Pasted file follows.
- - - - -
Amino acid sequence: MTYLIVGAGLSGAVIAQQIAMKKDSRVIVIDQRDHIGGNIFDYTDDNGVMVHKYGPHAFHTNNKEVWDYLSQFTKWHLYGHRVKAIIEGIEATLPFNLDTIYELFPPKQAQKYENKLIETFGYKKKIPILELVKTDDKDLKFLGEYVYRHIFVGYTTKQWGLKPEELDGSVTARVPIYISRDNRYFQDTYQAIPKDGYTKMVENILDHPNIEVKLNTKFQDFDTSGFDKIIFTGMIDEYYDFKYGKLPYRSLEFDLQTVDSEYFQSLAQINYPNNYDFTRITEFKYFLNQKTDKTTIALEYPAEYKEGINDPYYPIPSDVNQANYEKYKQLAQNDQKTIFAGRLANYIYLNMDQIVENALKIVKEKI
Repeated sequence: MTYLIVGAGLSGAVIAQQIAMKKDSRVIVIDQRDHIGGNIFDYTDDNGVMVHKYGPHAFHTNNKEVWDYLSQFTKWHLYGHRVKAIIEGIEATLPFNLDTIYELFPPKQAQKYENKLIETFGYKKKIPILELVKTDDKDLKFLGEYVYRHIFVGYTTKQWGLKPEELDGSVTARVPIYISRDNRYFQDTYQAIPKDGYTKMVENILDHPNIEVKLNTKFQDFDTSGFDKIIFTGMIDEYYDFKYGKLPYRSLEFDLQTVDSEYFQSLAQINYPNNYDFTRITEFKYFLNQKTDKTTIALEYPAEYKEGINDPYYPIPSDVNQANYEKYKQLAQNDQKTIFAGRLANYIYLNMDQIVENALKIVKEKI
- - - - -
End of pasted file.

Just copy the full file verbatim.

Amino acid sequence: MTYLIVGAGLSGAVIAQQIAMKKDSRVIVIDQRDHIGGNIFDYTDDNGVMVHKYGPHAFHTNNKEVWDYLSQFTKWHLYGHRVKAIIEGIEATLPFNLDTIYELFPPKQAQKYENKLIETFGYKKKIPILELVKTDDKDLKFLGEYVYRHIFVGYTTKQWGLKPEELDGSVTARVPIYISRDNRYFQDTYQAIPKDGYTKMVENILDHPNIEVKLNTKFQDFDTSGFDKIIFTGMIDEYYDFKYGKLPYRSLEFDLQTVDSEYFQSLAQINYPNNYDFTRITEFKYFLNQKTDKTTIALEYPAEYKEGINDPYYPIPSDVNQANYEKYKQLAQNDQKTIFAGRLANYIYLNMDQIVENALKIVKEKI
Repeated sequence: MTYLIVGAGLSGAVIAQQIAMKKDSRVIVIDQRDHIGGNIFDYTDDNGVMVHKYGPHAFHTNNKEVWDYLSQFTKWHLYGHRVKAIIEGIEATLPFNLDTIYELFPPKQAQKYENKLIETFGYKKKIPILELVKTDDKDLKFLGEYVYRHIFVGYTTKQWGLKPEELDGSVTARVPIYISRDNRYFQDTYQAIPKDGYTKMVENILDHPNIEVKLNTKFQDFDTSGFDKIIFTGMIDEYYDFKYGKLPYRSLEFDLQTVDSEYFQSLAQINYPNNYDFTRITEFKYFLNQKTDKTTIALEYPAEYKEGINDPYYPIPSDVNQANYEKYKQLAQNDQKTIFAGRLANYIYLNMDQIVENALKIVKEKI